John Wells

John Wells



Born and bred in the American South, American composer John Powell was the son of a Virginia schoolmaster and his wife, the latter being an amateur musician of some skill. Powell's facility for the piano developed quickly, and by age 19 he had graduated from the University of Virginia. In 1901, Powell went to Europe to study piano with Frederic Charles Hahr, a veteran of Franz Liszt's master classes. From 1904 - 1907 Powell continued his course of study with famed piano pedagogue Theodor Leschetizky. During these years in Europe, Powell undertook three massive piano sonatas, the Sonata teutonica, the Sonata psychologique, and the Sonata Noble, Op. 21. The Teutonica in its original form runs more than an hour. All three sonatas are conceived in a strongly Romantic, Lisztian milieu, forming the basis of Powell's compositional approach. Powell's High German-derived arch-Romanticism continued unchanged for the next six decades in spite of all the twentieth-century trends that emphasize the new. Powell made his debut as pianist in Berlin in 1908.

While abroad, Powell, a handsome southerner with faultless social graces, made contact with several influential figures in Europe, including novelist Joseph Conrad. Powell proposed setting the novel Heart of Darkness as an opera, an idea that left Conrad cold. However, Conrad did agree to the idea of representing the work as a fantasy for piano and orchestra. Premiered with the Russian Symphony Orchestra in New York, the resulting Rhapsodie nègre, Op. 27 (1918) soon became Powell's trademark piece. He toured the United States extensively in the 1920s and usually featured it in concert appearances. The work became hugely popular; it was booked 50 times in the year 1929 alone. The Sonata Virginianesque for violin and piano (1919) continued the trend toward African-American folk subjects -- a source of inspiration Powell would soon abandon owing to his growing interest in "racial integrity."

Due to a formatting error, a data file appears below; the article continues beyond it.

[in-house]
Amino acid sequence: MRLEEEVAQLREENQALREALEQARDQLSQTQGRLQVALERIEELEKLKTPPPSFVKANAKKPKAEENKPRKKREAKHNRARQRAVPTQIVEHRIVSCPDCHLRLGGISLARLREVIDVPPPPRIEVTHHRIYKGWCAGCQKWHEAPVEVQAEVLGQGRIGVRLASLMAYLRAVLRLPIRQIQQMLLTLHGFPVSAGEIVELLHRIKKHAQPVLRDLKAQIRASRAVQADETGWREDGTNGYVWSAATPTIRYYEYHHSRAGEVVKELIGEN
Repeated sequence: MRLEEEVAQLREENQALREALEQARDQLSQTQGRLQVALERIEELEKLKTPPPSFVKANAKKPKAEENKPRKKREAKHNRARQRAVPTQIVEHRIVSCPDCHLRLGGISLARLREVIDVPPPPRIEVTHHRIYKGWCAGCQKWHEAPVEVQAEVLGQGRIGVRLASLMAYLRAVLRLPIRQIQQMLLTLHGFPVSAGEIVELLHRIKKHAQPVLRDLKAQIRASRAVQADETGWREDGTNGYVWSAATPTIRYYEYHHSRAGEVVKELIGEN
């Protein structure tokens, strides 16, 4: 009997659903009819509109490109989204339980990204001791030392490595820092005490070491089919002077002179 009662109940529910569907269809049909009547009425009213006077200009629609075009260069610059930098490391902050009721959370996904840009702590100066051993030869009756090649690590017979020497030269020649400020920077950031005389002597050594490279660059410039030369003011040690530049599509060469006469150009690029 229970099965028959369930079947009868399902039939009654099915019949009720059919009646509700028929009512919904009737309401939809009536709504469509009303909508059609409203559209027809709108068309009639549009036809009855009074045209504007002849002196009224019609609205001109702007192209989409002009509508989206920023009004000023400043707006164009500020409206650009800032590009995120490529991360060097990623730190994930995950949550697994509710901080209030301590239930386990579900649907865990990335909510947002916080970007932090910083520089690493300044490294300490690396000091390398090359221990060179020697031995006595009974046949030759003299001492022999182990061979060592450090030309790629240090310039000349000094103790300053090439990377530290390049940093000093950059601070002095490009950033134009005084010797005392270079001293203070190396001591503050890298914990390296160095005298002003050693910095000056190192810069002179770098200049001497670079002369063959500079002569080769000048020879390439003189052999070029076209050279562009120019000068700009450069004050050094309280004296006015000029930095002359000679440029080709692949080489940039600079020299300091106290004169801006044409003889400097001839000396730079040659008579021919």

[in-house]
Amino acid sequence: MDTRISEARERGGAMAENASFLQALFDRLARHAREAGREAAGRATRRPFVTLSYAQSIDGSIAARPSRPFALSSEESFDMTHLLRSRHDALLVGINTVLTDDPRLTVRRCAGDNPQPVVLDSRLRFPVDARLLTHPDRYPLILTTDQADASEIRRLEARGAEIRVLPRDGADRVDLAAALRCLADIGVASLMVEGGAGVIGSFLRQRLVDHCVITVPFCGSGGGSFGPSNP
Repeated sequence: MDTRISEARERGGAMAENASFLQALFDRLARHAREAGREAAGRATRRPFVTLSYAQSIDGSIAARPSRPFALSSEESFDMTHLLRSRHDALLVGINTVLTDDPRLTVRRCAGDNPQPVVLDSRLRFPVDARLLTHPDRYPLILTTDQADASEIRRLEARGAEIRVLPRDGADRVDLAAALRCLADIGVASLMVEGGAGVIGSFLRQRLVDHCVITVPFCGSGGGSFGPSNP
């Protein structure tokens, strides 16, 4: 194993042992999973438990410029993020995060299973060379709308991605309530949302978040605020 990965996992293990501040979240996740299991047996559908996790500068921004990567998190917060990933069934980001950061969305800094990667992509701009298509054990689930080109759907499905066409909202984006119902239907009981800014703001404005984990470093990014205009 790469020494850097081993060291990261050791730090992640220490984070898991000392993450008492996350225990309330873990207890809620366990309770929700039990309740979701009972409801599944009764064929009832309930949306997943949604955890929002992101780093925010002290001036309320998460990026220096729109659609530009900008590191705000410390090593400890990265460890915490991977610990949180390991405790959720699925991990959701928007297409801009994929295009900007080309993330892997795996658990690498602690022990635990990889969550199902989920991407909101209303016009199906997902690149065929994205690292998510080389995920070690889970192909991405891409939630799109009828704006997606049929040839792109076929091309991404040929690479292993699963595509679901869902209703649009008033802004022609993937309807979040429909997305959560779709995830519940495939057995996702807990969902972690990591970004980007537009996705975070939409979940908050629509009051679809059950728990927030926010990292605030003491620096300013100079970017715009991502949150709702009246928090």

Anyone reading the program notes circulated at Powell's concerts of the Rhapsodie nègre in the 1920s would have noted a distinct racist attitude expressed by the note-writer. This was Powell himself, under his pseudonym of Richard Brockwell, typifying "negros" as "savages" and "the child among the peoples." From this point forward Powell resolved to use only Anglo-American folk materials in his work. Some results were his Overture: In Old Virginia, Natchez on the Hill, and the suites In the South, At the Fair, A Set of Three, and others. Powell wrote concerti for both piano and violin, and in 1945 a symphony based on Appalachian folk ballads. Powell worked extensively on radio as a lecturer and taught at the University of Virginia. In 1931, Powell co-founded the White Top Mountain Folk Festival with John Blakemore and Annabel Buchanan. While the festival attracted expert folk performers from a wide range of disciplines, the material they were permitted to play was rather restricted, and the increasingly commercial nature of the event led to its demise by 1941. According to scholar David E. Whisnant, the only African Americans permitted at the festival in its ten-year history were Eleanor Roosevelt's valet's aged father and her two cooks. Powell adopted recording as a hobby later in life, and left an extensive audio legacy of his playing, lectures, and original interpretations, now housed at the University of Virginia. The Governor of Virginia declared November 5, 1951, as "John Powell Day"; on that occasion his final revision of his Symphony in A was given its premiere.

The Rhapsodie nègre shows an assurance of style and confidence that is uncommon in American concert music of the period. But for many, John Powell will remain on the dark side of the American classical music pantheon.